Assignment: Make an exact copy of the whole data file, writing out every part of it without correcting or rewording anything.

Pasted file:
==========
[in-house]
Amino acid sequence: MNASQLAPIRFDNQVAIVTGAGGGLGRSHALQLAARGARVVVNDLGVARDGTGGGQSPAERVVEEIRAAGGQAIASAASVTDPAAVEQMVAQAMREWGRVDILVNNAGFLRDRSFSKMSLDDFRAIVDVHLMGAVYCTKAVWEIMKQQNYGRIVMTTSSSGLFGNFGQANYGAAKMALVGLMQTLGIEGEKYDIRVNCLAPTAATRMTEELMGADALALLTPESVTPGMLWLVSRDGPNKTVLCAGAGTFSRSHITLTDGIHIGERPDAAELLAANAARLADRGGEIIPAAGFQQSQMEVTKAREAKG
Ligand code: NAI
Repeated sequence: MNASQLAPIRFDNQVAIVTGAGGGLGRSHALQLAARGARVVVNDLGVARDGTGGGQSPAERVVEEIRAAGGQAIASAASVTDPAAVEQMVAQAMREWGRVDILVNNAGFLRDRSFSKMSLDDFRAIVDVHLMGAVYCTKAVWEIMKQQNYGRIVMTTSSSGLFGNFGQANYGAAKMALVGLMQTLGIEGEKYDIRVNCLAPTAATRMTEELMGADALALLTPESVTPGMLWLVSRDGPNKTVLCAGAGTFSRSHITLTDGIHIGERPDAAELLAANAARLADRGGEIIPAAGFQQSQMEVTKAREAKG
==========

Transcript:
[in-house]
Amino acid sequence: MNASQLAPIRFDNQVAIVTGAGGGLGRSHALQLAARGARVVVNDLGVARDGTGGGQSPAERVVEEIRAAGGQAIASAASVTDPAAVEQMVAQAMREWGRVDILVNNAGFLRDRSFSKMSLDDFRAIVDVHLMGAVYCTKAVWEIMKQQNYGRIVMTTSSSGLFGNFGQANYGAAKMALVGLMQTLGIEGEKYDIRVNCLAPTAATRMTEELMGADALALLTPESVTPGMLWLVSRDGPNKTVLCAGAGTFSRSHITLTDGIHIGERPDAAELLAANAARLADRGGEIIPAAGFQQSQMEVTKAREAKG
Ligand code: NAI
Repeated sequence: MNASQLAPIRFDNQVAIVTGAGGGLGRSHALQLAARGARVVVNDLGVARDGTGGGQSPAERVVEEIRAAGGQAIASAASVTDPAAVEQMVAQAMREWGRVDILVNNAGFLRDRSFSKMSLDDFRAIVDVHLMGAVYCTKAVWEIMKQQNYGRIVMTTSSSGLFGNFGQANYGAAKMALVGLMQTLGIEGEKYDIRVNCLAPTAATRMTEELMGADALALLTPESVTPGMLWLVSRDGPNKTVLCAGAGTFSRSHITLTDGIHIGERPDAAELLAANAARLADRGGEIIPAAGFQQSQMEVTKAREAKG